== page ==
Recently there has been a somewhat surprising interest among Kantian theorists in the moral standing of animals, coupled with a no less surprising optimism among these theorists about the prospect of incorporating animal moral standing into Kantian theory without contorting its other attractive features. These theorists contend in particular that animal standing can be incorporated into Kantian moral theory without abandoning its logocentrism: the claim that everything that is valuable depends for its value on its relation to rationality. In this essay I raise doubts about the prospects for accommodating animal moral standing within a logocentric Kantianism. I argue instead that the best way to incorporate animal moral standing into Kantian theory is to admit more radical departures from Kant’s position by maintaining that consciousness is a locus of moral standing independent from rationality.
I propose that we should attribute moral standing to all conscious animals because the capacity of consciousness is the criterion distinguishing individuals whose well-being generates reasons from individuals whose well-being fails to do so. We need such a criterion because we speak of the well-being of things, such as artifacts and meteorological phenomena, which clearly lack moral standing. Having already argued against the Kantian view that the criterion of moral standing is rationality, I proceed to argue that consciousness is also superior to its other principal rival for the criterion of moral standing: life.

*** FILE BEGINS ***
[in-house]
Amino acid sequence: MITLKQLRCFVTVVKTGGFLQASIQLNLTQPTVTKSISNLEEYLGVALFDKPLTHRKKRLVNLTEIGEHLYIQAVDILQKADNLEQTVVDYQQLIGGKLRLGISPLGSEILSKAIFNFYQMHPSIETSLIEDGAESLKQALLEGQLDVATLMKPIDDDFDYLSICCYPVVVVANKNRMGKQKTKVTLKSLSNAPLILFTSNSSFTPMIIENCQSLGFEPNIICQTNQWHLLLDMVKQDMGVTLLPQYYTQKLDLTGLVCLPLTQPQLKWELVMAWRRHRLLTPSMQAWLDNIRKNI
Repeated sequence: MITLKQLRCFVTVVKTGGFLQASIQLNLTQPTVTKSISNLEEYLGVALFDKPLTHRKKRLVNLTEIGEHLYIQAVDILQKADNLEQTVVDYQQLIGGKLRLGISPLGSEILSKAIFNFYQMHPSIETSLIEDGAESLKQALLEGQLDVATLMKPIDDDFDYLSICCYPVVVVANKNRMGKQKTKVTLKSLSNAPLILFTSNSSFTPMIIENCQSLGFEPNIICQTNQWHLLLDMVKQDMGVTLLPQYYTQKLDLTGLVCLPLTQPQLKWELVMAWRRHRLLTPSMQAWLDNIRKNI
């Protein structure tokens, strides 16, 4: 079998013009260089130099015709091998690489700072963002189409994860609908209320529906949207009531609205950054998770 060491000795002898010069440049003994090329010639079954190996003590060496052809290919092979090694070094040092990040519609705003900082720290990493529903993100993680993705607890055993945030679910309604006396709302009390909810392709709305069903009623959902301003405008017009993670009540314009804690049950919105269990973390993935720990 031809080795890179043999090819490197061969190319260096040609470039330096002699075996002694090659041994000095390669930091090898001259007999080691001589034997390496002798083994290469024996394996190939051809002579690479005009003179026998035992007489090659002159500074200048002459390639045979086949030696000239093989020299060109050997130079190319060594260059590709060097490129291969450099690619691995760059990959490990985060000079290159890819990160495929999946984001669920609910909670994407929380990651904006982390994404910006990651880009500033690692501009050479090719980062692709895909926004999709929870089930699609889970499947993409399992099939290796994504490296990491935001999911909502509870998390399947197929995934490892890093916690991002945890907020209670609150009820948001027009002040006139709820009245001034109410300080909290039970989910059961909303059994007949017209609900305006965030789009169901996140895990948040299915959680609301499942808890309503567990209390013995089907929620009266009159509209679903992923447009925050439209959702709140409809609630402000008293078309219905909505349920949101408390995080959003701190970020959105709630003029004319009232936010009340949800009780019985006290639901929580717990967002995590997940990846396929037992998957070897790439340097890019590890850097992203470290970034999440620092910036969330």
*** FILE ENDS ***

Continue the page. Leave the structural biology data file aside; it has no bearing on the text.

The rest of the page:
On the view that emerges from this discussion, we have obligations to show concern for conscious individuals by treating their well-being as providing us with reasons for action; the view thus endorses the criterion of moral standing typically advanced by utilitarians. On this view we also have a distinct class of obligations to show respect for conscious rational individuals; the view thus endorses the Kantian claim that persons have a distinctive (and a higher) moral status in virtue of their possession of rational capacities. In this essay thus begin to show how a principal insight of each leading approach to modern moral theory may be captured in a unified theory.